Then a fluffy simple cake with coconut and cocoa. The recipe is super simple and has no egg, so it comes out a little chewier but it also keeps longer:
And last but not least, a surprisingly tasty lettuce soup! I got a huge head of lettuce from a friend and I looked for recipes where I could cook part of it. I went for Epicurious’ lettuce soup and I was very surprised by the round taste of the result. I was afraid it would taste bland or slightly bitter, but instead it came out as sort of spinachy and full of flavour! I enthusiastically recommend it and I will surely cook it again, especially using lettuce leaves that lost the original crunchiness.
And last, some knitting progress… I started knitting Panda Sky Cat Socks from Mary the Hobbit, and despite some challenging moments while deciphering the instructions, I’m very happy with how they look. Maybe the self-striping yarn is not the best for a non-symetrical sock (the heel is knitted separately and it messes up the stripey pattern), but it still looks good:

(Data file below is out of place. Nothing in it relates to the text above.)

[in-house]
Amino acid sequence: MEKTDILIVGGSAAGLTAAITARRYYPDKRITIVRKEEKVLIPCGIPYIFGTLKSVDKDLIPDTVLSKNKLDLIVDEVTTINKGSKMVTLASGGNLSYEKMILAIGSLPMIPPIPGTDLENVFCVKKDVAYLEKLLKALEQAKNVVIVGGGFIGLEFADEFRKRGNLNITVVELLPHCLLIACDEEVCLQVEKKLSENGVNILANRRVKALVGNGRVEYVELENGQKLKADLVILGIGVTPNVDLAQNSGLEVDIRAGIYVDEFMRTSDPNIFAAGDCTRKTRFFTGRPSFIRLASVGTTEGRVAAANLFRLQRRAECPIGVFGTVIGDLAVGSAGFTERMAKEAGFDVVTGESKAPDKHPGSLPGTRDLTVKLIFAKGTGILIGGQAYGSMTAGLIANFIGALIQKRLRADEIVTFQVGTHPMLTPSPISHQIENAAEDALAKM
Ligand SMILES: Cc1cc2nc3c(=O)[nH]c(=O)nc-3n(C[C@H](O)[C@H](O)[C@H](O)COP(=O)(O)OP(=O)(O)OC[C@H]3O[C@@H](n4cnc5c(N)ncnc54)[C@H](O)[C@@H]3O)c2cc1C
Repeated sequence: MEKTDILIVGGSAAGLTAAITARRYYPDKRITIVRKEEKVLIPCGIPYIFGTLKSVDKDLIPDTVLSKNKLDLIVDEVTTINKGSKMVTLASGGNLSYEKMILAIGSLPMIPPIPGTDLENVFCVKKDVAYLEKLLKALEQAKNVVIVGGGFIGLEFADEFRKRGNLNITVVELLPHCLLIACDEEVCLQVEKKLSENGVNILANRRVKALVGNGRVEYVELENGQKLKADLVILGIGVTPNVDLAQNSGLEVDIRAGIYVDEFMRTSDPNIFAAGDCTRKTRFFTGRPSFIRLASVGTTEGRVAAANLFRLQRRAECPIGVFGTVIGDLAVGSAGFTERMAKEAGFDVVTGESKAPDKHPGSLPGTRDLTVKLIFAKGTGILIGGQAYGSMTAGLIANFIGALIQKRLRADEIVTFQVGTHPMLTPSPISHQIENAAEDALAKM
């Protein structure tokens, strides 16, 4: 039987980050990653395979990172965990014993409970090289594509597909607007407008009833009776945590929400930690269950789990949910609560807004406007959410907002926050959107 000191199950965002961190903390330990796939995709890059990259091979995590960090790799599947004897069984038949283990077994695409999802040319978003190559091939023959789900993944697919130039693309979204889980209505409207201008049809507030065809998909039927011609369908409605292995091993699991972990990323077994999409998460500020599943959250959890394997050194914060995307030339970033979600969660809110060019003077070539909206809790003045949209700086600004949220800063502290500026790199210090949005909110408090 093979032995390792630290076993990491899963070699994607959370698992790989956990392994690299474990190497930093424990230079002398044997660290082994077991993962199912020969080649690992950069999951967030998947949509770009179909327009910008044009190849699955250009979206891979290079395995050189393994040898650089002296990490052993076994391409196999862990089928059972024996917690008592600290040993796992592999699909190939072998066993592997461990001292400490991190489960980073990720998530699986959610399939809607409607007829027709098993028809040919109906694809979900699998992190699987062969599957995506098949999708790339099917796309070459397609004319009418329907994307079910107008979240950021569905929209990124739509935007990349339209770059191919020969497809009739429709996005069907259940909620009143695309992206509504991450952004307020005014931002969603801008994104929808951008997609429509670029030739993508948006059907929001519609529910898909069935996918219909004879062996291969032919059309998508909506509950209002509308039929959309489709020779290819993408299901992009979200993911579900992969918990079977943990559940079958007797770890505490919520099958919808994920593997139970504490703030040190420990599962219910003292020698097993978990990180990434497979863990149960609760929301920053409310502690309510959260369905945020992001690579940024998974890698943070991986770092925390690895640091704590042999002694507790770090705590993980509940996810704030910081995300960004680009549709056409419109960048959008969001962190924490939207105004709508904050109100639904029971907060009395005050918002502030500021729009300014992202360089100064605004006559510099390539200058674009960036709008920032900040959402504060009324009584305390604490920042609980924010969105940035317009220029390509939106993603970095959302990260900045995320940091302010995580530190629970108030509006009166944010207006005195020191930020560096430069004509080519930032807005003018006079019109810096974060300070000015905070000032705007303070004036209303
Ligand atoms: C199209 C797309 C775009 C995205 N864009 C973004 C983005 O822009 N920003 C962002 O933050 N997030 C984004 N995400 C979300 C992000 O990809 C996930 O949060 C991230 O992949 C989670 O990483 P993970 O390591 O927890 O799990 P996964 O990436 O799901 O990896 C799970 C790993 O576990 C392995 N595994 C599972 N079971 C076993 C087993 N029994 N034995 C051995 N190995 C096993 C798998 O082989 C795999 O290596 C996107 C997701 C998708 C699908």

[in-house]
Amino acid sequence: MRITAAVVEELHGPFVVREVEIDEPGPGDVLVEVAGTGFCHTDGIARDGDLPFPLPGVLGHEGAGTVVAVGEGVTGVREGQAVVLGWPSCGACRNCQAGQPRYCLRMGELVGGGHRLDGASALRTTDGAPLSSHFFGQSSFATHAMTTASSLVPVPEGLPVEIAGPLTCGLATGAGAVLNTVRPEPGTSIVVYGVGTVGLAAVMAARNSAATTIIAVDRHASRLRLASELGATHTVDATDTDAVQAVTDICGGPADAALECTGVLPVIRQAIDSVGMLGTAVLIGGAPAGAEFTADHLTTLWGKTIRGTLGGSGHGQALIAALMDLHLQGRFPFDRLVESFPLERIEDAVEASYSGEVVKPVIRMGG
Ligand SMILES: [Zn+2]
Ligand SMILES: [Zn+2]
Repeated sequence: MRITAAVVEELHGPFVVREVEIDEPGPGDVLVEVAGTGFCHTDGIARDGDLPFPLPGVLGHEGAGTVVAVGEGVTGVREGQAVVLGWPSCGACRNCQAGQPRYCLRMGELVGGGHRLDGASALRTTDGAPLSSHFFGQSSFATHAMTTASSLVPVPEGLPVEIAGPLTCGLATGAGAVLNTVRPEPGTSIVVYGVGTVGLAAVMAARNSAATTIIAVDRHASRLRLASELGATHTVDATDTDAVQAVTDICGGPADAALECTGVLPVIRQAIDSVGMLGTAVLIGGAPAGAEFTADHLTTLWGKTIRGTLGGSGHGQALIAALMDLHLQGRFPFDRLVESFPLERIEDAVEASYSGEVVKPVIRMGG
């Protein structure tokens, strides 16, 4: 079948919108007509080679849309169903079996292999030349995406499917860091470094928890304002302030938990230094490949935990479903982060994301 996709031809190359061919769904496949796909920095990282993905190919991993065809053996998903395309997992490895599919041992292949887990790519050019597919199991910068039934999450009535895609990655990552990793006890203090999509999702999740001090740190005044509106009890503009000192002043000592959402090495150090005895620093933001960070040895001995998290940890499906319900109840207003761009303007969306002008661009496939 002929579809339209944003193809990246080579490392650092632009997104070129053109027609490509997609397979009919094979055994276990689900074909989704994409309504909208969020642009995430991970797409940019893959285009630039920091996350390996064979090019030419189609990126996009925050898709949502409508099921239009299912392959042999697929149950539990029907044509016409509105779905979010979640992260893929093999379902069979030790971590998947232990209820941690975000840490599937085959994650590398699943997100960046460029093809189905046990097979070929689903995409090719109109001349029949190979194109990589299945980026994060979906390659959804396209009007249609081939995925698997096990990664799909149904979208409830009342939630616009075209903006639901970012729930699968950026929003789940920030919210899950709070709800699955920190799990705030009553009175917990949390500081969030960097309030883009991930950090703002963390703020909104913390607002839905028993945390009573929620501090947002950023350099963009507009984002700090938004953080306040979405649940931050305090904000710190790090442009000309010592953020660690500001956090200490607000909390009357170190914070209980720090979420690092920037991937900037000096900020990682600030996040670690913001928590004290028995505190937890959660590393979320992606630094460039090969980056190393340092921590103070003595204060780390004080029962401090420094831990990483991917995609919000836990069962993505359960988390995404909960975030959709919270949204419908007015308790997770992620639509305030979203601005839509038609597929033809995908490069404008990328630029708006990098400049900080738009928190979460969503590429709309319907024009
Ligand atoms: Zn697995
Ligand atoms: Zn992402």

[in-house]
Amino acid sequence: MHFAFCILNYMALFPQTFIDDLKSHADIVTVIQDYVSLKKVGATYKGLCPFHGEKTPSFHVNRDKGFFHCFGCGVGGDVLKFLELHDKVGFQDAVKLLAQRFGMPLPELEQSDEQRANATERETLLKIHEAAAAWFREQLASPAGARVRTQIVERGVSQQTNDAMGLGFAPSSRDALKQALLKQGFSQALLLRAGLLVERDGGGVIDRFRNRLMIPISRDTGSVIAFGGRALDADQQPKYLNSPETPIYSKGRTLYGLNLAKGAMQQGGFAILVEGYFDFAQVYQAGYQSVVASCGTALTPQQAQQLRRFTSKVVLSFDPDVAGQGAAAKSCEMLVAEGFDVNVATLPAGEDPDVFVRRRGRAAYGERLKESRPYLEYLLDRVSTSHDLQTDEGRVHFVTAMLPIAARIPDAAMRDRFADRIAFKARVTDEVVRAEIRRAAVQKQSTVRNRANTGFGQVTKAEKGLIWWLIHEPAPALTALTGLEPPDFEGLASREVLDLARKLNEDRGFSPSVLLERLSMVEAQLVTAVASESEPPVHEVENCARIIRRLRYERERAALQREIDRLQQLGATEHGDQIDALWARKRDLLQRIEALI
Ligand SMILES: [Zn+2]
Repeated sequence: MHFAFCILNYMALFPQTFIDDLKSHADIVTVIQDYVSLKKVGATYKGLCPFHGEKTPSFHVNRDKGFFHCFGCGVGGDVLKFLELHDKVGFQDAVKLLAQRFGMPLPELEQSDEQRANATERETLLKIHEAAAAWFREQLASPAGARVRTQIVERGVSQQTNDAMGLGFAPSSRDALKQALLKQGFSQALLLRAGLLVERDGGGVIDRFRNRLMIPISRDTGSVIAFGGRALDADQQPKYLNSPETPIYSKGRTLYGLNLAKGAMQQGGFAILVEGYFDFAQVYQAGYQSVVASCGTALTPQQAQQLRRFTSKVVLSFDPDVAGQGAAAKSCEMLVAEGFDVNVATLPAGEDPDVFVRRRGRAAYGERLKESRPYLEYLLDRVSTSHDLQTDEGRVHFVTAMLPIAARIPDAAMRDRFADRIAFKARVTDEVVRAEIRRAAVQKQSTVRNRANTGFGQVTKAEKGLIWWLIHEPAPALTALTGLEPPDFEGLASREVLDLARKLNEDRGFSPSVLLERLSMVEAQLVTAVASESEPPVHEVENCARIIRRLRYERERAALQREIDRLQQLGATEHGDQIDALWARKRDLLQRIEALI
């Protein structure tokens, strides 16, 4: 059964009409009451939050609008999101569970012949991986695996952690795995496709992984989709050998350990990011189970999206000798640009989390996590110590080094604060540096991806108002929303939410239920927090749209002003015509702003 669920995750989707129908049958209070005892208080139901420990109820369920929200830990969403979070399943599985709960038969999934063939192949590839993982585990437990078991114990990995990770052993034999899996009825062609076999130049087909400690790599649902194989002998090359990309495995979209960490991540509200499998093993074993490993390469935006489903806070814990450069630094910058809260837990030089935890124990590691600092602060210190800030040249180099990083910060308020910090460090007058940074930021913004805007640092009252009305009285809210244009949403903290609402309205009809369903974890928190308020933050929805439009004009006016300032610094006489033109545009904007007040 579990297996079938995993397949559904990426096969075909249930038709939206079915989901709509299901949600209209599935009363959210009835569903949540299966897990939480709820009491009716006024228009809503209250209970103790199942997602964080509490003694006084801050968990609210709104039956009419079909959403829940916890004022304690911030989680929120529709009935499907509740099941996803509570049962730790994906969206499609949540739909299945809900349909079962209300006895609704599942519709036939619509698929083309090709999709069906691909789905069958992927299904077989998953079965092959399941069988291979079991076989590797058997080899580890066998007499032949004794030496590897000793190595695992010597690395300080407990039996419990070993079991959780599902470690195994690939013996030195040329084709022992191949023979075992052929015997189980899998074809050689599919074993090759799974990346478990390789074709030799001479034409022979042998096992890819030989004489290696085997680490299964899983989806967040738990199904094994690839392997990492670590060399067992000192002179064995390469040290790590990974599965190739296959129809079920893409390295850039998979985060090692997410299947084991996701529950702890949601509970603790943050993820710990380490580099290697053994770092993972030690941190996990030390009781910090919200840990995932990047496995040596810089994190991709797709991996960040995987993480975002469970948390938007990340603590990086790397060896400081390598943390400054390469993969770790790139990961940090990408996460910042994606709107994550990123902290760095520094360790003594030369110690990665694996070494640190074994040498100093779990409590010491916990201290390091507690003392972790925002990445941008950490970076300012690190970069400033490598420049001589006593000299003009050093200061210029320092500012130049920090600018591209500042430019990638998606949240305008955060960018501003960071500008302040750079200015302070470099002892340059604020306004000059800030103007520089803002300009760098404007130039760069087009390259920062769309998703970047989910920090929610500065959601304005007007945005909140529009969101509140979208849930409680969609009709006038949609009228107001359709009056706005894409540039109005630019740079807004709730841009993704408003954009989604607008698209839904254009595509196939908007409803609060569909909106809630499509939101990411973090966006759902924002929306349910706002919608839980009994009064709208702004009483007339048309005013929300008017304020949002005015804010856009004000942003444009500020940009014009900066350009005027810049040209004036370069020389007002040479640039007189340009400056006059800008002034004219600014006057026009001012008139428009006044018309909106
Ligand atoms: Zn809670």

The linen sweater is sort of on hold, I am halfway of the first arm, but the 3 DPNs setup is not very comfortable. The stitches slide off the needles too easily. Maybe I will go for a mix of magic loop + 1 DPN and see if that feels easier to work with. I bought some more mixed pastel yarn and I plan to make this same pattern again, maybe with large stripes. More to come in next posts, likely when I will finish the Panda socks 🙂
I baked bread #119 with the fresh yeast that I mixed with flour and put in the freezer, and I was worried it didn’t survive. When I took it out of the freezer, I added some warm water and a spoon of sugar, and that helped a lot. The dough leavened very nicely and the bread came out fluffy and tasty.
The sesame-crust bread in the third picture is actually bread #118, a softer bread with yogurt, that disappeared in a few days 🙂
Last but not least, the socks are my first project with 2mm double-pointed needles. This set is 20cm long so the needles stick out a lot when knitting such a small item, and I noticed they were more manageable when I divided the stitches on 4 needles. I have similar-weight sock yarn, so I’ll be knitting more socks with 2mm needles, and maybe will get a shorter needle set. Suggestions welcome!
Long time with no bread updates! It took me many months to bake ten bread loaves, as I don’t have the chance to bake that often anymore, and not every weekend has enough free time to take care of the whole process. Here are all the loaves: